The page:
The depth of changes needed here should reflect the Food Waste hierarchy. Actions at higher levels make the biggest difference and this applies to all Waste issues.


More fundamental and holistic action is needed to address the designer/developer/creator, producer, distributor and consumer mindset that has delivered such a wasteful environment from ‘field to fork’ and back and it extends way beyond food waste.

Zero Waste Alliance Ireland (ZWAI) is actively engaged with Food Waste elimination projects and collaborates with Equipment suppliers to offer Aerobic Food Waste Digestion solutions.  The biggest issue is at the higher level- consumption patterns and education of both consumer and supplier to avoid waste in the first instance.

Real concerns

One of the principal matters of serious concern for Zero Waste Alliance Ireland (ZWAI) over a period of many years is the acceptance of the high amount of discarded materials and objects, which may be currently regarded as wastes, but which are potentially recyclable but not recycled here. These are exported from Ireland to other countries for processing or disposal. As a consequence, these materials are lost resources to Ireland, and the jobs which would be created by reprocessing and remanufacturing are also lost to us. More critically new repair skills, CE design thinking and re-manufacturing process skills that would create new technological solutions have not been developed here. This puts us at a disadvantage to other, more Circular economies, where these new age skills are now being developed.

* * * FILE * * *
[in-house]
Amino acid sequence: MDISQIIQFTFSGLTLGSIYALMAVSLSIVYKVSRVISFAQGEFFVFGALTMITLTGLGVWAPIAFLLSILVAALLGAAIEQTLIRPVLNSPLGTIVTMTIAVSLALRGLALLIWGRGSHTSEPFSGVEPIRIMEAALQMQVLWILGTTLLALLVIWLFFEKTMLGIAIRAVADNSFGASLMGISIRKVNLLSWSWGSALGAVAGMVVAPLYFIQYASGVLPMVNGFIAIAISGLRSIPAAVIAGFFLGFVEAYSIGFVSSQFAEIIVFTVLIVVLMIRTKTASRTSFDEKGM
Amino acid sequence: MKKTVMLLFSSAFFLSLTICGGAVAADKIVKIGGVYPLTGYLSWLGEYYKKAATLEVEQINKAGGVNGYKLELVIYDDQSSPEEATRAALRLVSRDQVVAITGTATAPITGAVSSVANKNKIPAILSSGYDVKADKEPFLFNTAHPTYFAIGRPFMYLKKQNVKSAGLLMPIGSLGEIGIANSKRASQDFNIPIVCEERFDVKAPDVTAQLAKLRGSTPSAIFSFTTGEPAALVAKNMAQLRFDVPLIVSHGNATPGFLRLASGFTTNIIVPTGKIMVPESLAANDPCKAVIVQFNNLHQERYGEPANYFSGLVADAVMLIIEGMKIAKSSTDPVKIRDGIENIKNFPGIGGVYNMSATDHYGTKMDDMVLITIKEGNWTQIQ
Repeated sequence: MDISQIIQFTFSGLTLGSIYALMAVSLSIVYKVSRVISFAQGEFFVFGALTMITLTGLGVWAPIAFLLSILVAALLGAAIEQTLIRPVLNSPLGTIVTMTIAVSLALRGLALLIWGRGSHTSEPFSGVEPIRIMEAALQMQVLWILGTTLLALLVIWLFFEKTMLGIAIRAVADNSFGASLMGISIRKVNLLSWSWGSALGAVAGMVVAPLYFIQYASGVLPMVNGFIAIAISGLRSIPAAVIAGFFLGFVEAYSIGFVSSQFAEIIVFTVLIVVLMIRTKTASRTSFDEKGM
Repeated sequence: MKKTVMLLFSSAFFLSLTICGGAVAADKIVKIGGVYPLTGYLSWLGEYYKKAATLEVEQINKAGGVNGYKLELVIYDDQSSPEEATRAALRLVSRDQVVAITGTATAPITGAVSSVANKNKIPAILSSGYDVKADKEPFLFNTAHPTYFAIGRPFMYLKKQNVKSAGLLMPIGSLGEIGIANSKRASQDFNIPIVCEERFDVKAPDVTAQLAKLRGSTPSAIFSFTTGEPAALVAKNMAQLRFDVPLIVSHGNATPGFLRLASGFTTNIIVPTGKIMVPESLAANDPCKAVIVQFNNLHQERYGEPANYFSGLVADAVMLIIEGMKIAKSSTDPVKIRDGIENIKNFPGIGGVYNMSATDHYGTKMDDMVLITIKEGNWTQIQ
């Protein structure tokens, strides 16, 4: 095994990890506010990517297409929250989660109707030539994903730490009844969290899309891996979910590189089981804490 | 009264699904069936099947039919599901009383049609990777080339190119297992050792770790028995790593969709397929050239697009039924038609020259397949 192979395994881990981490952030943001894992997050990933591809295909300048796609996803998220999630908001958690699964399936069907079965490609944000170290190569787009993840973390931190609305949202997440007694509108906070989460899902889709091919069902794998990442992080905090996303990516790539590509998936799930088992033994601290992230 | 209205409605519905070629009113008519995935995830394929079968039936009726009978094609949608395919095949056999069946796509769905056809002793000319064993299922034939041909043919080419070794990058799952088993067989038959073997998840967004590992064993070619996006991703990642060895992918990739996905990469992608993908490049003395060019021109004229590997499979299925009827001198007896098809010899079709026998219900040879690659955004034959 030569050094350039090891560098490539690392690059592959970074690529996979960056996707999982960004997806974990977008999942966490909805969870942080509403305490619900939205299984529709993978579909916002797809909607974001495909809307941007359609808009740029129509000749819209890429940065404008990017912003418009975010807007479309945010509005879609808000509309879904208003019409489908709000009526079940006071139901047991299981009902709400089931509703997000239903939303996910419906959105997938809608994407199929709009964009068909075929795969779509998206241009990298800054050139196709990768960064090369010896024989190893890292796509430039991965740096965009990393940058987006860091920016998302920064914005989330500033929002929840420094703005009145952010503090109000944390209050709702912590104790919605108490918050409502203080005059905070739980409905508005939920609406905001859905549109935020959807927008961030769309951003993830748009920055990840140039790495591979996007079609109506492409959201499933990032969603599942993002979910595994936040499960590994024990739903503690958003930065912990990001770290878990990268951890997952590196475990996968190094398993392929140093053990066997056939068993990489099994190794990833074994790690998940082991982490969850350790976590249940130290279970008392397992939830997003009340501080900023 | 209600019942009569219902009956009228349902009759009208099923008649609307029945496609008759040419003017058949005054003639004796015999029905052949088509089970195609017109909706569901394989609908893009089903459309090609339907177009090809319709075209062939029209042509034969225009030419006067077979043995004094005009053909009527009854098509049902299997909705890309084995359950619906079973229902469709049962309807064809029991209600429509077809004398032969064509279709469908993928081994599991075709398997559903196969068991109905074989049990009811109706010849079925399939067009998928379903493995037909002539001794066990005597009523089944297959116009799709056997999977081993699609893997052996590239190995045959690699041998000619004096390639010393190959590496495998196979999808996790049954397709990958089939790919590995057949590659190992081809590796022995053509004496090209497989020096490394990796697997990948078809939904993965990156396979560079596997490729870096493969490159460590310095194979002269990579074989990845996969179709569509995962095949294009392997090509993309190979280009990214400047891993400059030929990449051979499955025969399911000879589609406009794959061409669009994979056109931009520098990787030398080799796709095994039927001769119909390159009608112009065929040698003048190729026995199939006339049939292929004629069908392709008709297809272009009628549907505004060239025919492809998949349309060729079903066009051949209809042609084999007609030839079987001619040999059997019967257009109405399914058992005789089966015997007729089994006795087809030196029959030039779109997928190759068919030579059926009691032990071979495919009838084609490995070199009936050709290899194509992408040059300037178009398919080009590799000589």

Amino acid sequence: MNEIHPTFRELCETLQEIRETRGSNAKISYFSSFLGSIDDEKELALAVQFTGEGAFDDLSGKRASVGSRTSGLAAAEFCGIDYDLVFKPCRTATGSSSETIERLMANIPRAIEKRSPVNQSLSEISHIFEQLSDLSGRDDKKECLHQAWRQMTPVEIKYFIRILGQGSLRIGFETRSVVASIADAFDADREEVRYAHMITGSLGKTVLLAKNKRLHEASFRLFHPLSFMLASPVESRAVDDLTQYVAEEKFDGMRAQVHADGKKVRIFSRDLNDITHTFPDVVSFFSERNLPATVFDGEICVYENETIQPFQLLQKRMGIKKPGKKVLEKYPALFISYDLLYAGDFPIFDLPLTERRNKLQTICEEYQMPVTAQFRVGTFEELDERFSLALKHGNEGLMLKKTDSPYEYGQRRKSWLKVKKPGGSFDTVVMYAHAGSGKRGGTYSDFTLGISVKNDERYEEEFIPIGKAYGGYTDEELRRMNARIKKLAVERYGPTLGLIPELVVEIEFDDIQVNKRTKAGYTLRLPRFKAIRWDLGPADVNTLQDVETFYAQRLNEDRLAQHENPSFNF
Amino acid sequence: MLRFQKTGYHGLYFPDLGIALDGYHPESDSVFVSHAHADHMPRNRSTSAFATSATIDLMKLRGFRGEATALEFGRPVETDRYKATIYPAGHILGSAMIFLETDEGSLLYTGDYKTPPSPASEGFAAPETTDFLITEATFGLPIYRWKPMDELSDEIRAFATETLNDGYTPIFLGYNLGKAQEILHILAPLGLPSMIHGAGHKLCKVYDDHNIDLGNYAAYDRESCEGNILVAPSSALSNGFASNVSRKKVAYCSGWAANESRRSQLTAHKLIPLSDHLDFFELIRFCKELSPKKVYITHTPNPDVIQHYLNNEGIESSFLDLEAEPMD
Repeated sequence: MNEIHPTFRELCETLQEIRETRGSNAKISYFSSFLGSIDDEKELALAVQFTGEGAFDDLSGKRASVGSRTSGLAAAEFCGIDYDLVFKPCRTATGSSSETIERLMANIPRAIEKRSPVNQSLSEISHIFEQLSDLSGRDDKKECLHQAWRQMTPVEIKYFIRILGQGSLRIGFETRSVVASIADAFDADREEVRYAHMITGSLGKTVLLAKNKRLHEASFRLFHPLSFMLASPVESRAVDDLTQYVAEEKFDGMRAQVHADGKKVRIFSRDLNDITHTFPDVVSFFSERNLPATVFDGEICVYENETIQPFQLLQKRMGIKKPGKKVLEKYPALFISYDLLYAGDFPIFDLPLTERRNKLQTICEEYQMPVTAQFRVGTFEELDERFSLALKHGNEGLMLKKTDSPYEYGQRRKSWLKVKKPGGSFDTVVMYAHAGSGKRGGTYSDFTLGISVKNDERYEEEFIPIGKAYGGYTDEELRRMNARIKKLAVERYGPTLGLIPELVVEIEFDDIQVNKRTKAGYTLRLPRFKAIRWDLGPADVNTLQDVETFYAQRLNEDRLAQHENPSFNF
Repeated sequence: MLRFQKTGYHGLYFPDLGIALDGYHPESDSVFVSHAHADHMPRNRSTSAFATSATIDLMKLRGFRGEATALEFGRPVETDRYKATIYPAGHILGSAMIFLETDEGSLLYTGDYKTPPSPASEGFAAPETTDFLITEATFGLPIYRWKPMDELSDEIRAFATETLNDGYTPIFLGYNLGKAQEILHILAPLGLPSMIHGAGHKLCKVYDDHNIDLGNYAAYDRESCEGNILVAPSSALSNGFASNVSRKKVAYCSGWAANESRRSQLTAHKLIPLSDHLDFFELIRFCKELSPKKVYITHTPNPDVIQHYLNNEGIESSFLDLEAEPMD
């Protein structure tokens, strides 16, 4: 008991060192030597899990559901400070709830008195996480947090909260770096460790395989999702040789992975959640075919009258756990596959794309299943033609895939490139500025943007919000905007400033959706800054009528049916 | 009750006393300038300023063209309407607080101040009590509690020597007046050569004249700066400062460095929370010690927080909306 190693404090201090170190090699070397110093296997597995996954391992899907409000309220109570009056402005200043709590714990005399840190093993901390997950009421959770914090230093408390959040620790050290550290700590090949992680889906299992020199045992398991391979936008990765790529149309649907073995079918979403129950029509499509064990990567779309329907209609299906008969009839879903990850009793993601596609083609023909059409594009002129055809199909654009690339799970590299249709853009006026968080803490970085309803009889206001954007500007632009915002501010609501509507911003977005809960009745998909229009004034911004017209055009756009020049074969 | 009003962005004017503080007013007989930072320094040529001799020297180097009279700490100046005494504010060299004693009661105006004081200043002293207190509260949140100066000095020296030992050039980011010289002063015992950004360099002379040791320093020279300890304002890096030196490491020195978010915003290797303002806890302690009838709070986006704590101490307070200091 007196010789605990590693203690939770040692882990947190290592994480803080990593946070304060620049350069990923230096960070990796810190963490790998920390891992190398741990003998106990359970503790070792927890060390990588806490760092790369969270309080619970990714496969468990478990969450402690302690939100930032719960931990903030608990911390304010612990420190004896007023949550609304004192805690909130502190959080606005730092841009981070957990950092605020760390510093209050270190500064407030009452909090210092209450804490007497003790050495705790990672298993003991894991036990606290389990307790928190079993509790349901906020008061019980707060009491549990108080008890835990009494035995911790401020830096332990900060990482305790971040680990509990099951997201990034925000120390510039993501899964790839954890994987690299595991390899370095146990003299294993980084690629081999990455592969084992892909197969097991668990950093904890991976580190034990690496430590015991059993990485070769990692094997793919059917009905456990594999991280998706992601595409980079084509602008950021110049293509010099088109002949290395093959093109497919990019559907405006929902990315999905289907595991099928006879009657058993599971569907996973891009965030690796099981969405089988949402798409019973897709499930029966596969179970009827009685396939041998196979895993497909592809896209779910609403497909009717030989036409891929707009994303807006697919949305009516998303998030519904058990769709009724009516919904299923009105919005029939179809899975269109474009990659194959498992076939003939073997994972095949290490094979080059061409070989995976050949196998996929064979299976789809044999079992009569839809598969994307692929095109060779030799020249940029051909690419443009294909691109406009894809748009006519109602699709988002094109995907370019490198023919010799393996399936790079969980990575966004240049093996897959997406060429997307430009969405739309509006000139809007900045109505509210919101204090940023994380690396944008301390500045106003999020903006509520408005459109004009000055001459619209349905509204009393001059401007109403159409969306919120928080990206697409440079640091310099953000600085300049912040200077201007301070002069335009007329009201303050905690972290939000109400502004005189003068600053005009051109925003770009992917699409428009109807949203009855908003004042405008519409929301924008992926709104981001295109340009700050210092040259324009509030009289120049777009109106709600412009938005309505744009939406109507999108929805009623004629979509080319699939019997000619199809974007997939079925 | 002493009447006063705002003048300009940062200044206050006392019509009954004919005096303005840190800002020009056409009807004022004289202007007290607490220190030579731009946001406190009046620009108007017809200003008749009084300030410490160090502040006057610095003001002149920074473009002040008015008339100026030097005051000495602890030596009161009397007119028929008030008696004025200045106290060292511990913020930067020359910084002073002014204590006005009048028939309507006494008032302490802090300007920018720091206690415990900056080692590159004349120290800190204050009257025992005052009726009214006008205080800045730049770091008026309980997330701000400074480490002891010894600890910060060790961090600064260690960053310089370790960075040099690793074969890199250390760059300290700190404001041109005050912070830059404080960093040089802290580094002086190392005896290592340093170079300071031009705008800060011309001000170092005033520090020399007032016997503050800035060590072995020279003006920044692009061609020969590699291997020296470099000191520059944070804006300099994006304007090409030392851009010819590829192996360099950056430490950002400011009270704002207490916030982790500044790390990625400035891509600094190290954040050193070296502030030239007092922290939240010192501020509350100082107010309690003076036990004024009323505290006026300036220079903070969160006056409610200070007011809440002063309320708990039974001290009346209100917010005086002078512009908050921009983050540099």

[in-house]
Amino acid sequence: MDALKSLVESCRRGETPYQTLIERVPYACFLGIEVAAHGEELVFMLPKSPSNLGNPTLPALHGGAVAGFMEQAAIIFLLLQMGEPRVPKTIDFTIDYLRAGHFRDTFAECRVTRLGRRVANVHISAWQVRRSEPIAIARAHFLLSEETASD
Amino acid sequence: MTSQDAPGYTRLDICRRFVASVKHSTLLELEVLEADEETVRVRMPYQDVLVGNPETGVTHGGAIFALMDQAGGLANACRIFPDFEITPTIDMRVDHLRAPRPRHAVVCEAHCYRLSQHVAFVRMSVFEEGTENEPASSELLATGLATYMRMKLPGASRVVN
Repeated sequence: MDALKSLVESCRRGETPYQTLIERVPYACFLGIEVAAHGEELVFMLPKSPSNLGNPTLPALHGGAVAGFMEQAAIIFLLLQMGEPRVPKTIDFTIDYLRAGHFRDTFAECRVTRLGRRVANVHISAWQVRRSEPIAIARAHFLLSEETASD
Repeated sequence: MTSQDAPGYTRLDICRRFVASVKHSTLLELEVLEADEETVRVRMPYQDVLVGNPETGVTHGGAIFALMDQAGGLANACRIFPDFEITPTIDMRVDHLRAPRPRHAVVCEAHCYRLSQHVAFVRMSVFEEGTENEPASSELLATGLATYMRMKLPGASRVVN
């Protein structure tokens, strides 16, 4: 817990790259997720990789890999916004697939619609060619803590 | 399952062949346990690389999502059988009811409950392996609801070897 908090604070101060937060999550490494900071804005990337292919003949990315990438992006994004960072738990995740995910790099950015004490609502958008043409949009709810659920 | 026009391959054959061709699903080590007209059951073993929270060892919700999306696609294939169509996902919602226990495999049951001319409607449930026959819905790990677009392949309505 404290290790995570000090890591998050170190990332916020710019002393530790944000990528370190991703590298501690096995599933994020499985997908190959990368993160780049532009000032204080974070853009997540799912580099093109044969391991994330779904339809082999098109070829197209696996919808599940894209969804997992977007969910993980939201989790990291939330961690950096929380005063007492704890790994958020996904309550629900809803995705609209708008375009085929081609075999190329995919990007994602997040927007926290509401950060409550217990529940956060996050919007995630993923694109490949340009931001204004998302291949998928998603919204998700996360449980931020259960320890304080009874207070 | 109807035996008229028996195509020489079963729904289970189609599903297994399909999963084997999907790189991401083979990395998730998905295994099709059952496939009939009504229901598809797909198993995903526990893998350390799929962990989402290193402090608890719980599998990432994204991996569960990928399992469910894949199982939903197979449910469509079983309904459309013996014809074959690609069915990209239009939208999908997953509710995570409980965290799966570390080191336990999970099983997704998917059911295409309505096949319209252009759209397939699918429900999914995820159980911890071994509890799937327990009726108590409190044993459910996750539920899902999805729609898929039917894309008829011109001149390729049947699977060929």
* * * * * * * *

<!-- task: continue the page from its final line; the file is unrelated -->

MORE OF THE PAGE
Canada shows how.

Take the example of the Canadian province of Nova Scotia. As far back as  1989 they had decided to embark on a policy of diverting 50% of waste from landfill year-on-year, thereby avoiding the need to construct of more landfills. The Canadian policy on waste management emphasised that resource conservation, materials efficiency, waste prevention, and the re-use and recycling of materials are all integral components of a sustainable economy. Target Zero Canada1 had suggested at that time that making material and energy efficiency a tenet of the Canadian economy was an essential precondition both for achieving zero waste and for ensuring long-term economic and environmental health. Unfortunately, these benefits were not generally recognised in conventional accounting mechanisms and measures of progress, with the result that these mechanisms and measures were sending contrary messages.